SCS is a classification given by the Centre to assist development of states that face geographical and socio-economic disadvantages.
Constitution does not make a provision for SCS and this classification was later done on the recommendations of the Fifth Finance Commission in 1969.
Status was first accorded to Jammu and Kashmir, Assam and Nagaland in 1969.
SCS for plan assistance was granted in the past by the National Development Council of the erstwhile Planning Commission.
Eleven States including Assam, Nagaland, Himachal Pradesh, Manipur, Meghalaya, Sikkim, Tripura, Arunachal Pradesh, Mizoram, Uttarakhand and Telangana have been accorded the special category state status.
Telangana, the newest State of India, was accorded the status as it was carved out of another state Andhra Pradesh.
The 14th Finance Commission has done away with the ‘special category status‘ for states, except for the Northeastern and three hill states.
It suggested to fill the resource gap of such states through tax devolution by increasing it to 42% from 32%.
Difference between Special Category Status and Special Status
The constitution provides special status through an Act that has to be passed by 2/3rds majority in both the houses of Parliament whereas the special category status is granted by the National Development Council, which is an administrative body of the government.
For example, Jammu and Kashmir enjoyed a special status as per Article 370 and also special category status. But now that Article 35A has been scrapped and it has become a union territory with legislature, special category status doesn’t apply to J&K anymore.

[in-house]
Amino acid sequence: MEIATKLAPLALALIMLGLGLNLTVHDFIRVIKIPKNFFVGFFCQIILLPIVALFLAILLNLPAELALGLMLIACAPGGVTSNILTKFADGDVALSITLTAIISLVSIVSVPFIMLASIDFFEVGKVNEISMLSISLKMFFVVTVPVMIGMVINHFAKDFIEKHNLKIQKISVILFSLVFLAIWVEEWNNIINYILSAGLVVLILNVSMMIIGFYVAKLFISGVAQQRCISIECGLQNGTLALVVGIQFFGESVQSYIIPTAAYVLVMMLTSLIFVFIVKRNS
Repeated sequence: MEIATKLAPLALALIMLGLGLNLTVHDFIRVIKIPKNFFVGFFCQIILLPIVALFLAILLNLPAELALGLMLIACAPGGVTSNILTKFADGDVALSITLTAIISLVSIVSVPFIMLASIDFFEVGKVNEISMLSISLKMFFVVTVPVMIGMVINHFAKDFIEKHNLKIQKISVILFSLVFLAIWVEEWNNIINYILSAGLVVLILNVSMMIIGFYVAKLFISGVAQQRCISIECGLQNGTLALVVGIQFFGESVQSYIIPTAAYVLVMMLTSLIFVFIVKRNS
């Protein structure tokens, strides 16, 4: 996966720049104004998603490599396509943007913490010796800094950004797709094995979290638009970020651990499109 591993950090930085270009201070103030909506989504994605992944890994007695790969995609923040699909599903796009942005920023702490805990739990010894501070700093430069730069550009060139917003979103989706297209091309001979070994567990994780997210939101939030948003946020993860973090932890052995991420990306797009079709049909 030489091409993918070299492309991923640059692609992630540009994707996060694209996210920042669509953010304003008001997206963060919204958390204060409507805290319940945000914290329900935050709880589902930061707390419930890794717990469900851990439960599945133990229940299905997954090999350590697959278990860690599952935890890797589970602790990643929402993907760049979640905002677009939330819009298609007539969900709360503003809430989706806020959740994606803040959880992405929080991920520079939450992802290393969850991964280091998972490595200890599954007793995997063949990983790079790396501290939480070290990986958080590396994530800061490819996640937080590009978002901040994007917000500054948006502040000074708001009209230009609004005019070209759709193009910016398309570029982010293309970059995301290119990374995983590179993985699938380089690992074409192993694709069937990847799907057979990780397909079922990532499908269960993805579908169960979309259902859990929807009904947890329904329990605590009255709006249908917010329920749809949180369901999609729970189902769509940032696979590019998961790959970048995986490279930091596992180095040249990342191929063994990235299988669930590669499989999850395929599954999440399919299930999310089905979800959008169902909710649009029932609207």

Special status empowers legislative and political rights while special category status deals only with economic, administrative and financial aspects.
Parameters (Based on Gadgil Formula):
Low Population Density and/or Sizeable Share of Tribal Population;
Strategic Location along Borders with Neighbouring Countries;
Economic and Infrastructure Backwardness; and
Nonviable Nature of State finances.
Benefits of Special Category Status
The Centre pays 90% of the funds required in a centrally-sponsored scheme to special category status states as against 60% or 75% in case of other states, while the remaining funds are provided by the state governments.
Unspent money in a financial year does not lapse and is carried forward.
Significant concessions are provided to these states in excise and customs duties, income tax and corporate tax.
30% of the Centre’s Gross Budget goes to Special Category states.
Preferential treatment in getting central funds.
Concession on excise duty to attract industries to the state.
These states can avail the benefit of debt-swapping and debt relief schemes.
Concerns regarding Special Category Status
It causes Increased burden on Central Finances.
Also, giving special status to a state leads to demands from other states too. For instance, demands from Andhra Pradesh, Odisha and Bihar.
Affecting Federalism: It affects the centre state financial relations and hinders competitive federalism among the states.
As suggested by 14th Finance commission, tax devolution to states has been increased to 42% and the same has been continued by 15th FC (41%) too to fill the resource gap without extending SCS.